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Cannabis Journalists

Talking Cannabis Liberation and Social Justice Reporting with Award-Winning Cannabis Journalist Bill Weinberg

June 10, 2020

Q&A with Cannabis Journalist Bill Weinberg

Editor’s note: Grasslands’ weekly Cannabis Journalist Q&A blog series—introducing us to some of the most important and dedicated journalists on the beat—is curated, reported and written by Oakland-based journalist Ellen Holland, former Senior Editor of Cannabis Now magazine, San Francisco Chronicle freelancer and Chief Editor of multiple Ed Rosenthal books, including The Big Book of Buds Greatest Hits and This Bud’s For You.

Reading much of Bill Weinberg’s work in cannabis journalism will provide an idea as to where his background lies. Weinberg, who served as the news editor of High Times during the 1990s and continues to write for cannabis news sources such as Project CBD and Cannabis Now, is an award-winning 30-year veteran journalist in the fields of human rights, drug policy, indigenous peoples, ecology and war. 

Weinberg’s efforts to cover the drug war and marijuana legalization movement expand outwards on a global scale, with a frequent focus on Central and South America. He is the author of Homage to Chiapas: The New Indigenous Struggles in Mexico (Verso Books, 2000), and War on the Land: Ecology and Politics in Central America (Zed Books, 1991), among other titles. He is also currently working on a new book about indigenous struggles in the Andean nations. 

As a correspondent and contributing editor for Native Americas, the quarterly journal of hemispheric indigenous issues published by Cornell University's American Indian Program, Weinberg won three awards from the Native American Journalists Association for his reportage from Mexico, Nicaragua and Arizona between 1996 and 2000.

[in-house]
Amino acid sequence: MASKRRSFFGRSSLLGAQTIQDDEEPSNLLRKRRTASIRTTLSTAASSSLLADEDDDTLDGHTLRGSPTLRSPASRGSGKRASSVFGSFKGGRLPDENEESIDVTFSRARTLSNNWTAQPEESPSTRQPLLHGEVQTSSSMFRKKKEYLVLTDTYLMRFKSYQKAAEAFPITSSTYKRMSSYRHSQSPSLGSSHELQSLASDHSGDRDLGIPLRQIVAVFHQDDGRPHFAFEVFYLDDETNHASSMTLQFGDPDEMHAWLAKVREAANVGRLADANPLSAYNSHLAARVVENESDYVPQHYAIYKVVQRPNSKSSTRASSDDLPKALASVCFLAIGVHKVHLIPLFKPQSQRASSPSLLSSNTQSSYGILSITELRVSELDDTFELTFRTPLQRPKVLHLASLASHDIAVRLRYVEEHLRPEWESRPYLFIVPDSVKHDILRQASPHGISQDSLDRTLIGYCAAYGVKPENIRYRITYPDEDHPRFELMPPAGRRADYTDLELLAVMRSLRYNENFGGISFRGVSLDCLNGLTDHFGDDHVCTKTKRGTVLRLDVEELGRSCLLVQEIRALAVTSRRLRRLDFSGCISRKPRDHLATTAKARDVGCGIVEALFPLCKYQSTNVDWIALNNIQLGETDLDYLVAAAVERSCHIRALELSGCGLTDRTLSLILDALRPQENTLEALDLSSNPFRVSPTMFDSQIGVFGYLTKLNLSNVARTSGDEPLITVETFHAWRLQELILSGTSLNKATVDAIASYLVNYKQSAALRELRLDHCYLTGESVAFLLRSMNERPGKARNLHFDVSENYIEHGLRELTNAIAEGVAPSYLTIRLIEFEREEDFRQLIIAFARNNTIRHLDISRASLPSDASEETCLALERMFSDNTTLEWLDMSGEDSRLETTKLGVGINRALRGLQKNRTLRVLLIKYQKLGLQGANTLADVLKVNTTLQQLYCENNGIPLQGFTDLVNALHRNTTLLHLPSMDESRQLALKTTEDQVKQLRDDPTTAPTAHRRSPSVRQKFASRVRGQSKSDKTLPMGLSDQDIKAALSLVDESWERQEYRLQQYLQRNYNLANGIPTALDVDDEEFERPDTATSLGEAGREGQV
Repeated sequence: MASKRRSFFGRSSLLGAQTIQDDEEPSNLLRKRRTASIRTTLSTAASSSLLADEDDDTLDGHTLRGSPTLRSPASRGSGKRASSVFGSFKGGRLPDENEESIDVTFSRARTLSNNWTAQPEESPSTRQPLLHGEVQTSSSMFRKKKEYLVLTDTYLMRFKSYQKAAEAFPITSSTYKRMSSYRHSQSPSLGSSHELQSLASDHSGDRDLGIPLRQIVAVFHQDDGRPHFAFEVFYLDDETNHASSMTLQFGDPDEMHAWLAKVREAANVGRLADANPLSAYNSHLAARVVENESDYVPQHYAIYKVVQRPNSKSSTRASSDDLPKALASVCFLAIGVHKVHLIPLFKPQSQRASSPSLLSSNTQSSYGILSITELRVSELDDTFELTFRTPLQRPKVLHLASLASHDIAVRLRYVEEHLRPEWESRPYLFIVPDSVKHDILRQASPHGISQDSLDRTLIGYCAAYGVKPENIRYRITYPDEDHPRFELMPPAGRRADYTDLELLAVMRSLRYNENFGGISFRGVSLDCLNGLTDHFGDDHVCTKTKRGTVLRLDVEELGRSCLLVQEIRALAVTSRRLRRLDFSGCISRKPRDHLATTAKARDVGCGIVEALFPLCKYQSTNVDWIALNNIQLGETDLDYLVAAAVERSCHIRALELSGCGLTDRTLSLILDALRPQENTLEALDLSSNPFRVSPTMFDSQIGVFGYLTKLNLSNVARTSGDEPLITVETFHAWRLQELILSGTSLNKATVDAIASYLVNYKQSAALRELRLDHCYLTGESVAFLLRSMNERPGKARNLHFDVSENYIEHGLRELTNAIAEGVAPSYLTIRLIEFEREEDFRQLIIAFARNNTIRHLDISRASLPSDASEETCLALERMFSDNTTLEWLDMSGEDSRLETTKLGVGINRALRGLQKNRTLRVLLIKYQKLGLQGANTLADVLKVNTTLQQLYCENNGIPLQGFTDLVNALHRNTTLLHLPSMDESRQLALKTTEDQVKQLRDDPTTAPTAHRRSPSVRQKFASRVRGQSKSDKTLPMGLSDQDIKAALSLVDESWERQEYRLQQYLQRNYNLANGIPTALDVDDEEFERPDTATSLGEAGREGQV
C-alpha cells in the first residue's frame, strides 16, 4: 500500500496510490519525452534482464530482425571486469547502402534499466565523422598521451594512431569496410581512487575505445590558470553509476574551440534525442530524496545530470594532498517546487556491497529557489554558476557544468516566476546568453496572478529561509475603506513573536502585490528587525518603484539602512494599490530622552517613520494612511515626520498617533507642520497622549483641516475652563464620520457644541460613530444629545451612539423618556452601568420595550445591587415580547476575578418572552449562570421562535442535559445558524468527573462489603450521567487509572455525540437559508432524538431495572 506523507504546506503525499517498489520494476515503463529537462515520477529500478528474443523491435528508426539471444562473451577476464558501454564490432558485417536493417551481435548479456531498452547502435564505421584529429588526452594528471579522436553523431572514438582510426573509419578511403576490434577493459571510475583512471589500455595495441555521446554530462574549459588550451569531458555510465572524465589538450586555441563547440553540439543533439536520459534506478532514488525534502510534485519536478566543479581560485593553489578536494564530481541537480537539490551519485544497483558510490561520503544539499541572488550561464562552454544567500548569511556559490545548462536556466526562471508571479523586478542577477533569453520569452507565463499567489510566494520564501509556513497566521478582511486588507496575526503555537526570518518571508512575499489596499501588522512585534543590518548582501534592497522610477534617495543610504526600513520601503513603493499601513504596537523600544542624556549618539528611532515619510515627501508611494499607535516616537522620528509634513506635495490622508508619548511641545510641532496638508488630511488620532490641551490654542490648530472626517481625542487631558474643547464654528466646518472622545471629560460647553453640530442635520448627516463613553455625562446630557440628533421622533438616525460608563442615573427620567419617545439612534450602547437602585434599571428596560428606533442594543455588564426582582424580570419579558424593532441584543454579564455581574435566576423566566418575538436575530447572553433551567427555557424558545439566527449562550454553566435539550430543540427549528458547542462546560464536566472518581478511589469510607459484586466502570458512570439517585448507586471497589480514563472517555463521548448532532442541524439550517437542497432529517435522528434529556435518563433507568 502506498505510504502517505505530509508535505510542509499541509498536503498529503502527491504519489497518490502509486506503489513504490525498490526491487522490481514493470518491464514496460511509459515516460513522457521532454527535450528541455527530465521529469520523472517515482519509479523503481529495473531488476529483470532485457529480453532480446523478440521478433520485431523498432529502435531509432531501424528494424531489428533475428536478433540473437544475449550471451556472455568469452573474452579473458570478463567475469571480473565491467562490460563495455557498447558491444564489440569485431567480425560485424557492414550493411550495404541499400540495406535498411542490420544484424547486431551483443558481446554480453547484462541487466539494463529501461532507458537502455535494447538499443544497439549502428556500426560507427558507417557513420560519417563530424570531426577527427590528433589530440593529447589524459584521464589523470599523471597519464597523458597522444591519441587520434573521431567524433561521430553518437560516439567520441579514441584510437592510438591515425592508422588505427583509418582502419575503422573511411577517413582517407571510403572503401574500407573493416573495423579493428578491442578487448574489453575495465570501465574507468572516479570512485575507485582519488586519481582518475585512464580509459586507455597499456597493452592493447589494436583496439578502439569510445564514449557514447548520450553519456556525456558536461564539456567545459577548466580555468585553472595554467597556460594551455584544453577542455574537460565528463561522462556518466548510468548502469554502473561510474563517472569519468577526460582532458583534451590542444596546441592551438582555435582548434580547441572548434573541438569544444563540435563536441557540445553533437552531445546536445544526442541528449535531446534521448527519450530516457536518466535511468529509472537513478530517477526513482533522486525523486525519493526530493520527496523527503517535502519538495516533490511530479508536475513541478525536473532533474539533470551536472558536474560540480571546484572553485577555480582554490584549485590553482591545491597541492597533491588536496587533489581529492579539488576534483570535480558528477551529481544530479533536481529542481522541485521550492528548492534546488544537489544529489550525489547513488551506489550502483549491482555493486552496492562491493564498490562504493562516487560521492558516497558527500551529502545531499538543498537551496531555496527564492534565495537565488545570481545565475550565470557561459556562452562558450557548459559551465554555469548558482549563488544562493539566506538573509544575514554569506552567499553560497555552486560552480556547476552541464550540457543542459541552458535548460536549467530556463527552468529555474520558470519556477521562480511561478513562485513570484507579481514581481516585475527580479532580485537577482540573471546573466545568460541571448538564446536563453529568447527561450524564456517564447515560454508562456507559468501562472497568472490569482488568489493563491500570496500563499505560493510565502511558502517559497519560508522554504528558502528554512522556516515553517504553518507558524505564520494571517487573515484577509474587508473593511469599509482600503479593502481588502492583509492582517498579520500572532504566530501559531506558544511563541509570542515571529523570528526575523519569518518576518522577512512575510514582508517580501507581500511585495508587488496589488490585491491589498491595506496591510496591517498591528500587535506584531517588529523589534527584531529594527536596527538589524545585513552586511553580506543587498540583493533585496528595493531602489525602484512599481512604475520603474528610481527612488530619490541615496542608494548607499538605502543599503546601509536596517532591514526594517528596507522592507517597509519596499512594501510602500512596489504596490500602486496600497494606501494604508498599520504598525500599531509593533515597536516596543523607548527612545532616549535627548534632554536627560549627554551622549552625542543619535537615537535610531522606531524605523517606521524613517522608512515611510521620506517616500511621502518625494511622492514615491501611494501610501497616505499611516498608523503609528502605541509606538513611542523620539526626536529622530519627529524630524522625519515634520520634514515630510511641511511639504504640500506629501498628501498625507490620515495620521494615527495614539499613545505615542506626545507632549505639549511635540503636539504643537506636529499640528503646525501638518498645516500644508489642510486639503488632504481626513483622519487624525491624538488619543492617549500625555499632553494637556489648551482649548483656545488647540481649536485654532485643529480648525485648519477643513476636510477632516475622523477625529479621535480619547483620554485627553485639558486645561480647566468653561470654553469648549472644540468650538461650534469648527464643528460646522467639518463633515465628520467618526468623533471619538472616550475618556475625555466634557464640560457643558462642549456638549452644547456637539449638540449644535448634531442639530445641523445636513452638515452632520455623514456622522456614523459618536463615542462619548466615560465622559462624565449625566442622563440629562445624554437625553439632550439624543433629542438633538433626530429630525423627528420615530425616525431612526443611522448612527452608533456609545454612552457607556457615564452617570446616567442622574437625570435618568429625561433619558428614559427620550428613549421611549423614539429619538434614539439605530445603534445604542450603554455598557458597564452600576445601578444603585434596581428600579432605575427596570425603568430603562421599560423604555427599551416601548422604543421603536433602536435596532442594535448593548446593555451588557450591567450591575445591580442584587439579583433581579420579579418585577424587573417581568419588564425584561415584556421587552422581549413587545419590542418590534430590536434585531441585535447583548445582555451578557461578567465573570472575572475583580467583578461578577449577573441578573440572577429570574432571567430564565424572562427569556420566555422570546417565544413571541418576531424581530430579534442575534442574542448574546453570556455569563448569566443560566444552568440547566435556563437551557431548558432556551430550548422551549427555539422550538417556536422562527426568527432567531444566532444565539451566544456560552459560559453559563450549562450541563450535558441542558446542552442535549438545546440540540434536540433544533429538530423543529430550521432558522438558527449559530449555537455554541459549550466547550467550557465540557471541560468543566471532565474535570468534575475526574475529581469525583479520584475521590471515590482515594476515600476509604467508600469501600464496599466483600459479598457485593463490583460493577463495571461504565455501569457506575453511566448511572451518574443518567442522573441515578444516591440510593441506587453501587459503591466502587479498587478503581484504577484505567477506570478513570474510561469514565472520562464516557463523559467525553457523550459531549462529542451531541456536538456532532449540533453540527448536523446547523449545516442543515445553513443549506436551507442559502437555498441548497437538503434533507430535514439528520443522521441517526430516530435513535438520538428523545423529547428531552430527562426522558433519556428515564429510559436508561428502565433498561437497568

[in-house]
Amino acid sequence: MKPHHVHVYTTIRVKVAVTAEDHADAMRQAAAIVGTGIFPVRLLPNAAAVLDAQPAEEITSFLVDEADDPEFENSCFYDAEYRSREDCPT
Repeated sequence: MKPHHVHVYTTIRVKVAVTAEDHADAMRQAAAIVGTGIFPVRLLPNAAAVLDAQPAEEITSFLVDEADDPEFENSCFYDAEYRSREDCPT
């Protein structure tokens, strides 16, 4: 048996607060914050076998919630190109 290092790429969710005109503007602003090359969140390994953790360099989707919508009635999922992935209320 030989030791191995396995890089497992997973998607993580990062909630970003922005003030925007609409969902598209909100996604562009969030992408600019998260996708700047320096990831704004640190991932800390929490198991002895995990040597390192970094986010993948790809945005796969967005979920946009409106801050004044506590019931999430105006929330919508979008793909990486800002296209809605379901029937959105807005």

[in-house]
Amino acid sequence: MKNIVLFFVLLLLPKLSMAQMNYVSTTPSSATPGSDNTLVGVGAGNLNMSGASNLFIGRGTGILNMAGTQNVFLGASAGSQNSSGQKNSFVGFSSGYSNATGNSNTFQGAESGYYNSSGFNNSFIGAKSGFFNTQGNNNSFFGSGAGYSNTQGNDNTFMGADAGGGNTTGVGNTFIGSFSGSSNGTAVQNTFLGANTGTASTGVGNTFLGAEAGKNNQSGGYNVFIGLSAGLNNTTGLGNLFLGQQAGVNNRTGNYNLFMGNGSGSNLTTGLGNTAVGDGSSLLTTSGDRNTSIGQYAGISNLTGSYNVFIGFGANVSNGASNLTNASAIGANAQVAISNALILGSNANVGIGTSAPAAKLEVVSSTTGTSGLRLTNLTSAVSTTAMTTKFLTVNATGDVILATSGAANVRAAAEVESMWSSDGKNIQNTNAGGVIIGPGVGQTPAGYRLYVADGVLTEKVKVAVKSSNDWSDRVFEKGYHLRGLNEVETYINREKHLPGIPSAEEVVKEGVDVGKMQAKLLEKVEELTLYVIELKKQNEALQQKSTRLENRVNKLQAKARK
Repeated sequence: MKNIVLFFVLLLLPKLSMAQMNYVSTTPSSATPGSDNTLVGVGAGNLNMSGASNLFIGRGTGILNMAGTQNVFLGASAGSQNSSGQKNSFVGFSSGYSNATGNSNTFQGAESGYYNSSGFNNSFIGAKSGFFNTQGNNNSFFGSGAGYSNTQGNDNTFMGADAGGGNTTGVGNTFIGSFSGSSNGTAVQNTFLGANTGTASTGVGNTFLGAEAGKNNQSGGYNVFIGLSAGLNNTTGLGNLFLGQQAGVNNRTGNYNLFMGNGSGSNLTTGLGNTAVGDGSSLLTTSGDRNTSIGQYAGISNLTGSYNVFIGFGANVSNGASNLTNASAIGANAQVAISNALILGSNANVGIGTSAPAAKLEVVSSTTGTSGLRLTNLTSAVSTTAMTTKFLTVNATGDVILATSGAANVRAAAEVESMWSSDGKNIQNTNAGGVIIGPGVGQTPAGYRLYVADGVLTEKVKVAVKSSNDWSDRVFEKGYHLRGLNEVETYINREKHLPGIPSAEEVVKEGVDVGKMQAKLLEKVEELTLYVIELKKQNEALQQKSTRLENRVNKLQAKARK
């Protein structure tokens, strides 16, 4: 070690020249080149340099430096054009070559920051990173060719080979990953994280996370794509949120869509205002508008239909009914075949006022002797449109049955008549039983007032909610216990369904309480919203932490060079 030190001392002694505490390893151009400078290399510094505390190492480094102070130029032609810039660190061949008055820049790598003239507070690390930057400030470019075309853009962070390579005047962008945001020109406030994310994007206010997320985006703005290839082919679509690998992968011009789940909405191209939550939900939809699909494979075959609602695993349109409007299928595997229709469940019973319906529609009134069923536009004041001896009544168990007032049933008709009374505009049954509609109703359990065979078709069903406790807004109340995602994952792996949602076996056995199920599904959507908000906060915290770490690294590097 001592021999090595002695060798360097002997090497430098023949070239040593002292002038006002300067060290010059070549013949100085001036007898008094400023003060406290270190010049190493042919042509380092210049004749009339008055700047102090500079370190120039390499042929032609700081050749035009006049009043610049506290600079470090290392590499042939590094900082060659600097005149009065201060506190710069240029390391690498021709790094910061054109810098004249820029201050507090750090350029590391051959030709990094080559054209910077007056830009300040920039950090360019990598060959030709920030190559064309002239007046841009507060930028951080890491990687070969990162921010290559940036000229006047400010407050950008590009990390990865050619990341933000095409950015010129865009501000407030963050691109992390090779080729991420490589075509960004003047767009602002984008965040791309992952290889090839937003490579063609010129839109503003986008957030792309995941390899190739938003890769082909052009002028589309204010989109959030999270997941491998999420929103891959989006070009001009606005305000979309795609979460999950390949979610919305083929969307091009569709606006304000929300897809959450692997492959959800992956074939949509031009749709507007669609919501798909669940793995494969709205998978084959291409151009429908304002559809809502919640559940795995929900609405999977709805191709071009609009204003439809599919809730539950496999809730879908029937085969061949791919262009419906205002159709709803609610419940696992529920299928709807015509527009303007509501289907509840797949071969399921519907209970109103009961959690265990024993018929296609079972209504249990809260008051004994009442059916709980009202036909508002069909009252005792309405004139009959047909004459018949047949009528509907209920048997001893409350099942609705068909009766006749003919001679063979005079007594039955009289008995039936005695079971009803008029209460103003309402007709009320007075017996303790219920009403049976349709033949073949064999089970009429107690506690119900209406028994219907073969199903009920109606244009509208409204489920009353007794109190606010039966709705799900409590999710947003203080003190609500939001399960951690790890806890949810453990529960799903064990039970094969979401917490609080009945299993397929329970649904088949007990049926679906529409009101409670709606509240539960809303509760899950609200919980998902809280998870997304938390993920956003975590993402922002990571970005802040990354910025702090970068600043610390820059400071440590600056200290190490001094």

He’s also written a global guide to cannabis culture around the world in Cannabis Trips: A Global Guide That Leaves No Turn Unstoned (Ivy Press, 2010). 

Like many cannabis journalists, Weinberg has a rebellious nature and firmly believes in the freedom of the press. For 20 years, he was the primary producer of an anarchist-themed talk show on New York’s WBAI, the Moorish Orthodox Radio Crusade. He is based in New York City and now devotes much time to his website and podcast,, where he monitors the war on terrorism.

How is your cannabis coverage different than the other subjects you cover as a journalist?

“Fundamentally, it isn't. I prefer to emphasize the links between cannabis and other areas that I've covered. I reject the ghettoization of cannabis journalism, which reflects the single-issue focus of too many cannabis activists. I'm heartened by the increasing emphasis on questions of social equity in the cannabis community, and I try in my journalism to draw the connections between cannabis and related issues of racial and economic justice, human rights and ecology.”

What areas of cannabis coverage appeal to you most? Why?